Corrosion of reinforcing steel in concrete is a dangerous problem—and all too common for the many bridges in Florida's salt-water environments. It induces cracks and spalls, which compromises structural integrity and public safety. Florida's warm climate and abundance of chlorides make the bridges highly susceptible to corrosion.
Since construction costs are on the rise, the ideal solution should solve the corrosion problem without having to replace structures. In the mid-1990s Florida DOT (FDOT) turned to a minimally invasive concrete repair and corrosion control system for steel-reinforced concrete on bridges and other saltwater structures, called the Lifejacket system.
“Ten years later, we see no additional corrosion damage,” says Ivan Lasa, FDOT corrosion mitigation and rehabilitation technologist. This is a far cry from previous patch repair methods that only restored absent concrete and did very little to address corrosion or maintain structures.
The system is now one of FDOT's standard methods for repairing pilings in marine environments.
Battle Of The Currents
FDOT must constantly repair and protect pilings in corrosion-damaged bridges. Since corrosion is caused by an electrochemical reaction between the metal and its environment (the metal loses electrons), one way to combat it is with cathodic protection, where corrosion is controlled by sending an electrical current to an affected region.
There are two forms of cathodic protection: impressed current and sacrificial (galvanic). Impressed current systems use a rectifier or permanent external power source. Sacrificial cathodic protection uses the principal of galvanic cells (dissimilar metals) as the energy source. Both systems establish a current flow from an externally placed anode that negatively polarizes the corroding steel, creating electrical equilibrium with the embedded steel.
The difference between these systems lies in how they are maintained. With impressed current systems, making adjustments to changing environmental conditions, such as temperature and humidity, becomes an ongoing burden. But a galvanic system provides its own power and regulates its current output according to conditions, so it requires minimal maintenance and monitoring.
FDOT uses both systems, but decided on the low-maintenance, galvanic Lifejacket system for bridges that need a limited number of piles repaired.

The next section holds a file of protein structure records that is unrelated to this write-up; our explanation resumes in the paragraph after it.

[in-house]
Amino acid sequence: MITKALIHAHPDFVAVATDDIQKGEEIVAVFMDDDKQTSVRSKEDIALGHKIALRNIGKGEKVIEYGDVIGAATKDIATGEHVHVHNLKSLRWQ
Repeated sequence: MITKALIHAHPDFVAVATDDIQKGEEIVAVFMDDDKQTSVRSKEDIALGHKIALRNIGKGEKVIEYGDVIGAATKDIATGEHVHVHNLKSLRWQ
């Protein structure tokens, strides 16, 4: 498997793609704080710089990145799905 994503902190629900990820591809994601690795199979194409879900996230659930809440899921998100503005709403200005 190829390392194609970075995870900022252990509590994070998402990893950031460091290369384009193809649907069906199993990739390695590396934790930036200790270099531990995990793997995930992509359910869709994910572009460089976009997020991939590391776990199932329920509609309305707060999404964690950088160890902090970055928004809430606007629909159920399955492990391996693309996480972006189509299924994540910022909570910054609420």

“In 1994, the first Lifejackets were installed at the Broward River Bridge on an experimental basis,” says Lasa. Since then, FDOT has specified approximately 3000 Lifejackets for 70 bridges throughout Florida.
Nuts And Bolts
The Lifejacket system restores concrete section loss, offers structural strengthening, and provides corrosion protection in a single operation. In most cases, qualified contractors can install the system while the structure remains in use.
A durable, stay-in-place fiberglass form positions the anode relative to the embedded steel and creates the essential annular space for filling with an approved material. Plus, a supplemental bulk anode protects the submerged portion of the structure against corrosion and minimizes the current demand on the lower portion of the anode mesh, which is subjected to more frequent wetting by tidal action.
During installation, deteriorated concrete is removed to expose the corroded steel. Next, the piling is sand- or hydro-blasted to produce a clean, conductive interface. A wooden bottom form retains the grout during pouring and curing, and is later removed. The final wire connection is made, and the system becomes operational.
For Lifejacket to work properly, continuity must be established prior to making the connections. The connection can be made through a single excavation to a sound reinforcement bar or strand that is in the region requiring protection. This becomes the anode-cathode connection and must be done in compliance with design specifications.
Once installed, it operates maintenance-free over its design life with no additional utility bills, consultant fees, or reapplication costs.
In certain situations, the Lifejacket is not the best solution.
“Because of the limited voltage output of the zinc mesh anode, it is not the best approach for high electrical-resistance concretes,” says Lasa. “It is also not recommended for piles other than those in marine environments in direct contact with water. Under dry conditions, the zinc mesh tends to passivate. The fiberglass stay-in-place forms retain moisture to keep the anode active.”
In particular, a galvanic system needs the saltwater (electrolyte) to complete the circuit (battery cell). This is what makes the Lifejacket well suited for the splash area of marine structures, says Lasa. “It combines concrete restoration and corrosion control, which reduces the time necessary to execute repairs.”
— Douglas Leng heads business development with Tequesta, Fla.-based Corrosion Restoration Technologies, and is a co-inventor of the Lifejacket system.